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THE POLL VAULT

Pew ‘Snapshot’ Shows Americans’ Conflicted Over ‘Gun Control’

The Pew Research Center released a survey on June 22 that claimed 89 percent of those polled said they support measures to limit access to firearms for people with mental illness.

That would mean, apparently, about 11 percent of those polled by Pew are fine with allowing those diagnosed as mentally ill to have unfettered access to firearms.

Someday, someone should do a survey to find out who, exactly, is being polled in these surveys.

According to Pew, it surveyed 3,930 adults, including 1,269 gun owners, in March and April. In a statement, Pew said the results of the poll provide “a snapshot of American views on guns and gun policies as the nation grapples with gun violence.”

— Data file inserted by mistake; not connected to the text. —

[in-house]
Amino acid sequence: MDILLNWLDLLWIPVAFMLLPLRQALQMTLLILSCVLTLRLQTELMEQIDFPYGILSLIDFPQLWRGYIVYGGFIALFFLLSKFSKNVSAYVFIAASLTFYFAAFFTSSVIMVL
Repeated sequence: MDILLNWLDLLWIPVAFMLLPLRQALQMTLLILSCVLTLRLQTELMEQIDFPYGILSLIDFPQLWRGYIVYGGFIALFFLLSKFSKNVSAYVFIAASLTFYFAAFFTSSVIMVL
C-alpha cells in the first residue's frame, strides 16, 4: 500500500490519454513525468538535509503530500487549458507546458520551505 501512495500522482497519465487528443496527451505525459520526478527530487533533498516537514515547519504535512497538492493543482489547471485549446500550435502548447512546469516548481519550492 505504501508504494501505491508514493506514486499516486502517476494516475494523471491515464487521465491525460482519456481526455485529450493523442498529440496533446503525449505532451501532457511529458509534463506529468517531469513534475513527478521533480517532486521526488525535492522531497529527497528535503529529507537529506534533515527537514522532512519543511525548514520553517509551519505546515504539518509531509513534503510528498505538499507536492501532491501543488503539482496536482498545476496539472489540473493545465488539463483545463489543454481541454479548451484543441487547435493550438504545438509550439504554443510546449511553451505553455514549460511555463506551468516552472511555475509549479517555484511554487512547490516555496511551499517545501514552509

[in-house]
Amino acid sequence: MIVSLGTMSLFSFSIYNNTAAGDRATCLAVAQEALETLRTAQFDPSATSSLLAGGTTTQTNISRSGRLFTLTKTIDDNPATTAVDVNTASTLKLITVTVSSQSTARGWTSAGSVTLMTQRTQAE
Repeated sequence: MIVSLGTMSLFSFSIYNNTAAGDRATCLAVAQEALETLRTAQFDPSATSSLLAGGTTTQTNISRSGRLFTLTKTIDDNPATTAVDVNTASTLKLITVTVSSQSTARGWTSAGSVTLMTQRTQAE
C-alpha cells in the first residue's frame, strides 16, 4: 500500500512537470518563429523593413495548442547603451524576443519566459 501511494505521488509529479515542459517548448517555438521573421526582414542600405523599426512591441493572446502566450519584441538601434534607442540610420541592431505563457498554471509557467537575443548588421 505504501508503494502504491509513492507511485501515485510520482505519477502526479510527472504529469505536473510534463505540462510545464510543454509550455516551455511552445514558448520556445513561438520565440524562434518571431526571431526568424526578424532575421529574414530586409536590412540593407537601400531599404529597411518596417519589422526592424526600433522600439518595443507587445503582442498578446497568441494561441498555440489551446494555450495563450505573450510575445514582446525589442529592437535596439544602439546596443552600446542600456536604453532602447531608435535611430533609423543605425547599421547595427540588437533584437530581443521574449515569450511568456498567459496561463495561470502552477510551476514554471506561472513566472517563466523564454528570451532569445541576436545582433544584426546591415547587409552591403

And that “snapshot” presents a conflicted and complex mosaic. Overall, according to Pew, there is a “sharp drop in overall support for gun control” compared to similar polls in 2000 “despite common ground on some key issues.”

Key takeaways:

When asked if it was more important to protect gun rights or control gun ownership, 51 percent favored gun control and 47 percent favored gun rights. In 2000, two-thirds of those surveyed said they supported gun control measures.

89 percent support preventing the mentally ill from buying guns

84 percent support background checks for private sales and at gun shows.

83 support barring gun purchases for people on no-fly lists.

71 percent, “including a small majority of gun owners,” support a federal database tracking gun sales.

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STATE ROUNDUP

Colorado Teachers Training To Carry Firearms In Schools